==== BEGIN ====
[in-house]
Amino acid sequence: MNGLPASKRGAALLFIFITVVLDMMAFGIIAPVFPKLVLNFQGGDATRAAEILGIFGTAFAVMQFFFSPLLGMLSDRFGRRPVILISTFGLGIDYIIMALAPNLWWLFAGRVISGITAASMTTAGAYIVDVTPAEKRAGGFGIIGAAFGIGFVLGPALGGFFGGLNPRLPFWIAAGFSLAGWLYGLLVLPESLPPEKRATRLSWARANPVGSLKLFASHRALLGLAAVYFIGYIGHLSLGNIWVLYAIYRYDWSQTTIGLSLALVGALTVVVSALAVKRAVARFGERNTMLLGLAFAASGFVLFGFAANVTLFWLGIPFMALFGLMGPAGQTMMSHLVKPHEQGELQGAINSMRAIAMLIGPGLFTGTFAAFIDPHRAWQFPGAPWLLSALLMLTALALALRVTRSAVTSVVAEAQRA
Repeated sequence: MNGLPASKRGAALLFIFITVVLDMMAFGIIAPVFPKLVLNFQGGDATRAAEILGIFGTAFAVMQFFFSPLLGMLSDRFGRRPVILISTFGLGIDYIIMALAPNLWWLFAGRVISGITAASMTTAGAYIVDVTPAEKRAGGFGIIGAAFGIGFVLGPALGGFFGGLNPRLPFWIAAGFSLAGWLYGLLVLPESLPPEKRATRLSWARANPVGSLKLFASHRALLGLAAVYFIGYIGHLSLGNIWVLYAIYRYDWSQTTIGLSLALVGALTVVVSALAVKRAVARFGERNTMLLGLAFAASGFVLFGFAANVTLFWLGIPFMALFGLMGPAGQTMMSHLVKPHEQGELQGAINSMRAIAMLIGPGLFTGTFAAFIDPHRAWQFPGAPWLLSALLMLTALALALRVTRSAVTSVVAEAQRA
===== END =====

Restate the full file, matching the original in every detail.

[in-house]
Amino acid sequence: MNGLPASKRGAALLFIFITVVLDMMAFGIIAPVFPKLVLNFQGGDATRAAEILGIFGTAFAVMQFFFSPLLGMLSDRFGRRPVILISTFGLGIDYIIMALAPNLWWLFAGRVISGITAASMTTAGAYIVDVTPAEKRAGGFGIIGAAFGIGFVLGPALGGFFGGLNPRLPFWIAAGFSLAGWLYGLLVLPESLPPEKRATRLSWARANPVGSLKLFASHRALLGLAAVYFIGYIGHLSLGNIWVLYAIYRYDWSQTTIGLSLALVGALTVVVSALAVKRAVARFGERNTMLLGLAFAASGFVLFGFAANVTLFWLGIPFMALFGLMGPAGQTMMSHLVKPHEQGELQGAINSMRAIAMLIGPGLFTGTFAAFIDPHRAWQFPGAPWLLSALLMLTALALALRVTRSAVTSVVAEAQRA
Repeated sequence: MNGLPASKRGAALLFIFITVVLDMMAFGIIAPVFPKLVLNFQGGDATRAAEILGIFGTAFAVMQFFFSPLLGMLSDRFGRRPVILISTFGLGIDYIIMALAPNLWWLFAGRVISGITAASMTTAGAYIVDVTPAEKRAGGFGIIGAAFGIGFVLGPALGGFFGGLNPRLPFWIAAGFSLAGWLYGLLVLPESLPPEKRATRLSWARANPVGSLKLFASHRALLGLAAVYFIGYIGHLSLGNIWVLYAIYRYDWSQTTIGLSLALVGALTVVVSALAVKRAVARFGERNTMLLGLAFAASGFVLFGFAANVTLFWLGIPFMALFGLMGPAGQTMMSHLVKPHEQGELQGAINSMRAIAMLIGPGLFTGTFAAFIDPHRAWQFPGAPWLLSALLMLTALALALRVTRSAVTSVVAEAQRA